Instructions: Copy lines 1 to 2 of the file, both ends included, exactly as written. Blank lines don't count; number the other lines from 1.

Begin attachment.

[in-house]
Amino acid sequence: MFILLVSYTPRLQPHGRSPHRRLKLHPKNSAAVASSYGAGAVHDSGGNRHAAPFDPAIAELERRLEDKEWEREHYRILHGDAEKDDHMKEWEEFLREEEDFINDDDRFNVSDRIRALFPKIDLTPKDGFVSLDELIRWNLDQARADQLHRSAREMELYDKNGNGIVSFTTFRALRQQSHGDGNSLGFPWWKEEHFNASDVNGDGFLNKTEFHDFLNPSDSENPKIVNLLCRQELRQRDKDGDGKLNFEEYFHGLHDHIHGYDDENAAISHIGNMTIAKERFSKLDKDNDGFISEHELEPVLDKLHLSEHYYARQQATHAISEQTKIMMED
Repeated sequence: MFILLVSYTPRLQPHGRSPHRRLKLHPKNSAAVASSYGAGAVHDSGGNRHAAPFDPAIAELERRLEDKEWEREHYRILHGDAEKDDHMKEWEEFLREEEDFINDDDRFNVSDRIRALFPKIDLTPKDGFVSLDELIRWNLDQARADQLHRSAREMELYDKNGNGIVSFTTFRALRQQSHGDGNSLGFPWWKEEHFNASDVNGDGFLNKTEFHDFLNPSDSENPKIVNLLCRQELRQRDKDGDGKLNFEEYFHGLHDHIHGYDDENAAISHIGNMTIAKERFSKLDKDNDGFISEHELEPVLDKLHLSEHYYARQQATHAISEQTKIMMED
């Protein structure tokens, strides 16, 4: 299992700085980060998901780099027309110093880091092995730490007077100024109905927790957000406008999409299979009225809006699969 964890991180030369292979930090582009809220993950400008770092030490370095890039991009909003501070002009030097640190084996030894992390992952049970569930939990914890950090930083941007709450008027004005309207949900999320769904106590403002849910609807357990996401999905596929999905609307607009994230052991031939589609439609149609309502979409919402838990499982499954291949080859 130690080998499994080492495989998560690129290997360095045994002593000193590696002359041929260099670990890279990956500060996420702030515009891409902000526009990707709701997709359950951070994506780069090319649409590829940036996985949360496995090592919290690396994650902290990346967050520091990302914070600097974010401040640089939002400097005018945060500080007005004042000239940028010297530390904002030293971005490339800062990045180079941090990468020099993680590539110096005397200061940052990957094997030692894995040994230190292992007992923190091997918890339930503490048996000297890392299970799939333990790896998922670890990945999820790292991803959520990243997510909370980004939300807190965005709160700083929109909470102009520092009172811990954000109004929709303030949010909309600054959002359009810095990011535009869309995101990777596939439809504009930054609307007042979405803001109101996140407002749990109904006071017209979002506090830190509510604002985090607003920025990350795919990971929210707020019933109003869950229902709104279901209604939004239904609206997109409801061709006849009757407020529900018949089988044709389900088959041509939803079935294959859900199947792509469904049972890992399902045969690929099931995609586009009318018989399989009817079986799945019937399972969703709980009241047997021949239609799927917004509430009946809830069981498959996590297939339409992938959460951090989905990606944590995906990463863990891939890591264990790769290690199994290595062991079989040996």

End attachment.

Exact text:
[in-house]
Amino acid sequence: MFILLVSYTPRLQPHGRSPHRRLKLHPKNSAAVASSYGAGAVHDSGGNRHAAPFDPAIAELERRLEDKEWEREHYRILHGDAEKDDHMKEWEEFLREEEDFINDDDRFNVSDRIRALFPKIDLTPKDGFVSLDELIRWNLDQARADQLHRSAREMELYDKNGNGIVSFTTFRALRQQSHGDGNSLGFPWWKEEHFNASDVNGDGFLNKTEFHDFLNPSDSENPKIVNLLCRQELRQRDKDGDGKLNFEEYFHGLHDHIHGYDDENAAISHIGNMTIAKERFSKLDKDNDGFISEHELEPVLDKLHLSEHYYARQQATHAISEQTKIMMED